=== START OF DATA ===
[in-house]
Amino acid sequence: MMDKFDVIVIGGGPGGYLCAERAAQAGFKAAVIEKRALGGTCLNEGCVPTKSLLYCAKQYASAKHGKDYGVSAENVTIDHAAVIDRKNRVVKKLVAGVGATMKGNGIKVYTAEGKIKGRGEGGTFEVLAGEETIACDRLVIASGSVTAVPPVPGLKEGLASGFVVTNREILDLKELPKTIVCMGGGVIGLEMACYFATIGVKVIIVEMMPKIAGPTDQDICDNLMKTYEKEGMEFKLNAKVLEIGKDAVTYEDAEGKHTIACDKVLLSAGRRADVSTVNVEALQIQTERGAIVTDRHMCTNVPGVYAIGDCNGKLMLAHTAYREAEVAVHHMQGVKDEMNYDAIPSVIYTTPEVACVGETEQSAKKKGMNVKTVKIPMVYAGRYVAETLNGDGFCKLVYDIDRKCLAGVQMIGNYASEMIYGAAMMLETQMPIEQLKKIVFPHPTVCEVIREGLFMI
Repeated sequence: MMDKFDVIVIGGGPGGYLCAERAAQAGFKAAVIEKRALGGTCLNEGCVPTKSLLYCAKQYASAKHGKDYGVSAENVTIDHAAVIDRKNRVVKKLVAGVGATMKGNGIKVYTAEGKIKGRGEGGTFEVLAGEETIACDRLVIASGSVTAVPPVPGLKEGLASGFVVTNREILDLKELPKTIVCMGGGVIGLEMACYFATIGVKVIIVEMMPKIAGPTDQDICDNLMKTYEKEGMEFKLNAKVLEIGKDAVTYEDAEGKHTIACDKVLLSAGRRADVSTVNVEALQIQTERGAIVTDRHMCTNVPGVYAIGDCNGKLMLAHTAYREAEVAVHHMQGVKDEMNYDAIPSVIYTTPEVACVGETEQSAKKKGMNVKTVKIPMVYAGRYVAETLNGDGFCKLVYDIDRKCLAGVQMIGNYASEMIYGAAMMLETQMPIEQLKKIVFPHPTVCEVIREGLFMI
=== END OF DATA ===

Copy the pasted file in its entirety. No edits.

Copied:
[in-house]
Amino acid sequence: MMDKFDVIVIGGGPGGYLCAERAAQAGFKAAVIEKRALGGTCLNEGCVPTKSLLYCAKQYASAKHGKDYGVSAENVTIDHAAVIDRKNRVVKKLVAGVGATMKGNGIKVYTAEGKIKGRGEGGTFEVLAGEETIACDRLVIASGSVTAVPPVPGLKEGLASGFVVTNREILDLKELPKTIVCMGGGVIGLEMACYFATIGVKVIIVEMMPKIAGPTDQDICDNLMKTYEKEGMEFKLNAKVLEIGKDAVTYEDAEGKHTIACDKVLLSAGRRADVSTVNVEALQIQTERGAIVTDRHMCTNVPGVYAIGDCNGKLMLAHTAYREAEVAVHHMQGVKDEMNYDAIPSVIYTTPEVACVGETEQSAKKKGMNVKTVKIPMVYAGRYVAETLNGDGFCKLVYDIDRKCLAGVQMIGNYASEMIYGAAMMLETQMPIEQLKKIVFPHPTVCEVIREGLFMI
Repeated sequence: MMDKFDVIVIGGGPGGYLCAERAAQAGFKAAVIEKRALGGTCLNEGCVPTKSLLYCAKQYASAKHGKDYGVSAENVTIDHAAVIDRKNRVVKKLVAGVGATMKGNGIKVYTAEGKIKGRGEGGTFEVLAGEETIACDRLVIASGSVTAVPPVPGLKEGLASGFVVTNREILDLKELPKTIVCMGGGVIGLEMACYFATIGVKVIIVEMMPKIAGPTDQDICDNLMKTYEKEGMEFKLNAKVLEIGKDAVTYEDAEGKHTIACDKVLLSAGRRADVSTVNVEALQIQTERGAIVTDRHMCTNVPGVYAIGDCNGKLMLAHTAYREAEVAVHHMQGVKDEMNYDAIPSVIYTTPEVACVGETEQSAKKKGMNVKTVKIPMVYAGRYVAETLNGDGFCKLVYDIDRKCLAGVQMIGNYASEMIYGAAMMLETQMPIEQLKKIVFPHPTVCEVIREGLFMI